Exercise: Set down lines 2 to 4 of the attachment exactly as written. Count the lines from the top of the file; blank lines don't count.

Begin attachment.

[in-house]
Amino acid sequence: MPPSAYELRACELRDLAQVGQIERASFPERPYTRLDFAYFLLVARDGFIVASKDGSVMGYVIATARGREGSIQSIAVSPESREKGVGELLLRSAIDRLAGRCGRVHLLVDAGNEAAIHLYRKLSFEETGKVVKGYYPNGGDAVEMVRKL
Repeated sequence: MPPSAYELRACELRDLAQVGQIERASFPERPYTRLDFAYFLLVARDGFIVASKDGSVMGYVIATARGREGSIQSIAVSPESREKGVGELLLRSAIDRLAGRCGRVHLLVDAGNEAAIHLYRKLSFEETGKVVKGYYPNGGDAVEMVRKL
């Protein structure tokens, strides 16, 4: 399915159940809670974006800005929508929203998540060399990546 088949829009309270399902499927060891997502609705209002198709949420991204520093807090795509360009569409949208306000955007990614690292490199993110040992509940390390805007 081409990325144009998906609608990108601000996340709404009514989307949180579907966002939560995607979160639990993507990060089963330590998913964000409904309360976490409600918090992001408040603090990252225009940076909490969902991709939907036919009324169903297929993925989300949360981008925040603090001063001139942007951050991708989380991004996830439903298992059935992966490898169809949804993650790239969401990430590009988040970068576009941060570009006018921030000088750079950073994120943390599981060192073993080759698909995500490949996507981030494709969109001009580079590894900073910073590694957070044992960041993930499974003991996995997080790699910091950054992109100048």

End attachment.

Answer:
Amino acid sequence: MPPSAYELRACELRDLAQVGQIERASFPERPYTRLDFAYFLLVARDGFIVASKDGSVMGYVIATARGREGSIQSIAVSPESREKGVGELLLRSAIDRLAGRCGRVHLLVDAGNEAAIHLYRKLSFEETGKVVKGYYPNGGDAVEMVRKL
Repeated sequence: MPPSAYELRACELRDLAQVGQIERASFPERPYTRLDFAYFLLVARDGFIVASKDGSVMGYVIATARGREGSIQSIAVSPESREKGVGELLLRSAIDRLAGRCGRVHLLVDAGNEAAIHLYRKLSFEETGKVVKGYYPNGGDAVEMVRKL
């Protein structure tokens, strides 16, 4: 399915159940809670974006800005929508929203998540060399990546 088949829009309270399902499927060891997502609705209002198709949420991204520093807090795509360009569409949208306000955007990614690292490199993110040992509940390390805007 081409990325144009998906609608990108601000996340709404009514989307949180579907966002939560995607979160639990993507990060089963330590998913964000409904309360976490409600918090992001408040603090990252225009940076909490969902991709939907036919009324169903297929993925989300949360981008925040603090001063001139942007951050991708989380991004996830439903298992059935992966490898169809949804993650790239969401990430590009988040970068576009941060570009006018921030000088750079950073994120943390599981060192073993080759698909995500490949996507981030494709969109001009580079590894900073910073590694957070044992960041993930499974003991996995997080790699910091950054992109100048």